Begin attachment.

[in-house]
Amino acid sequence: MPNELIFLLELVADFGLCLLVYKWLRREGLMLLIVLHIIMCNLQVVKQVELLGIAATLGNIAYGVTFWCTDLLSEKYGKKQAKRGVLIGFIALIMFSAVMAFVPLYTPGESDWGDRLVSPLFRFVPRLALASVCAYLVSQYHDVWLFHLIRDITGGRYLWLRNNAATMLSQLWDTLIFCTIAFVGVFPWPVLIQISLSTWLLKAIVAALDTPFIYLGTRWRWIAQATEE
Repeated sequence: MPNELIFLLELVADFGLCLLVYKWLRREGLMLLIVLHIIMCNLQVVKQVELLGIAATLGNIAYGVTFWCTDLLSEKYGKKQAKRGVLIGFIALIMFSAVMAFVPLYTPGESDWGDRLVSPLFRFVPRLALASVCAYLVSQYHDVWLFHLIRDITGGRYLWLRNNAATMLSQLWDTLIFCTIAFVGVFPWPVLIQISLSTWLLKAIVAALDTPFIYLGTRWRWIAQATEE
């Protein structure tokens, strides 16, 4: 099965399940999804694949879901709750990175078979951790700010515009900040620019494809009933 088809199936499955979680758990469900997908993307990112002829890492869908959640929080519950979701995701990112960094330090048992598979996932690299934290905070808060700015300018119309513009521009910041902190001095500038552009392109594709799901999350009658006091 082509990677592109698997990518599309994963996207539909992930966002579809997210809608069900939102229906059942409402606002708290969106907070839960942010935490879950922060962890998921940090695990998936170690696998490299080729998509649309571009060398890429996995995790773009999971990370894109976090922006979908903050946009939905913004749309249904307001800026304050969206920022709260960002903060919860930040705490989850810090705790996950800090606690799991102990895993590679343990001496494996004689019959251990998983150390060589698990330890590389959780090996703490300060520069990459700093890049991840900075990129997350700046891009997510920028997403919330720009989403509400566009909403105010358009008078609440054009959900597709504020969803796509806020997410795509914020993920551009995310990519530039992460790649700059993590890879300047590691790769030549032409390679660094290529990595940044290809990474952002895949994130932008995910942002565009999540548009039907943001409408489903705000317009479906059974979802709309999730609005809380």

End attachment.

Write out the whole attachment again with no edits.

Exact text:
[in-house]
Amino acid sequence: MPNELIFLLELVADFGLCLLVYKWLRREGLMLLIVLHIIMCNLQVVKQVELLGIAATLGNIAYGVTFWCTDLLSEKYGKKQAKRGVLIGFIALIMFSAVMAFVPLYTPGESDWGDRLVSPLFRFVPRLALASVCAYLVSQYHDVWLFHLIRDITGGRYLWLRNNAATMLSQLWDTLIFCTIAFVGVFPWPVLIQISLSTWLLKAIVAALDTPFIYLGTRWRWIAQATEE
Repeated sequence: MPNELIFLLELVADFGLCLLVYKWLRREGLMLLIVLHIIMCNLQVVKQVELLGIAATLGNIAYGVTFWCTDLLSEKYGKKQAKRGVLIGFIALIMFSAVMAFVPLYTPGESDWGDRLVSPLFRFVPRLALASVCAYLVSQYHDVWLFHLIRDITGGRYLWLRNNAATMLSQLWDTLIFCTIAFVGVFPWPVLIQISLSTWLLKAIVAALDTPFIYLGTRWRWIAQATEE
């Protein structure tokens, strides 16, 4: 099965399940999804694949879901709750990175078979951790700010515009900040620019494809009933 088809199936499955979680758990469900997908993307990112002829890492869908959640929080519950979701995701990112960094330090048992598979996932690299934290905070808060700015300018119309513009521009910041902190001095500038552009392109594709799901999350009658006091 082509990677592109698997990518599309994963996207539909992930966002579809997210809608069900939102229906059942409402606002708290969106907070839960942010935490879950922060962890998921940090695990998936170690696998490299080729998509649309571009060398890429996995995790773009999971990370894109976090922006979908903050946009939905913004749309249904307001800026304050969206920022709260960002903060919860930040705490989850810090705790996950800090606690799991102990895993590679343990001496494996004689019959251990998983150390060589698990330890590389959780090996703490300060520069990459700093890049991840900075990129997350700046891009997510920028997403919330720009989403509400566009909403105010358009008078609440054009959900597709504020969803796509806020997410795509914020993920551009995310990519530039992460790649700059993590890879300047590691790769030549032409390679660094290529990595940044290809990474952002895949994130932008995910942002565009999540548009039907943001409408489903705000317009479906059974979802709309999730609005809380």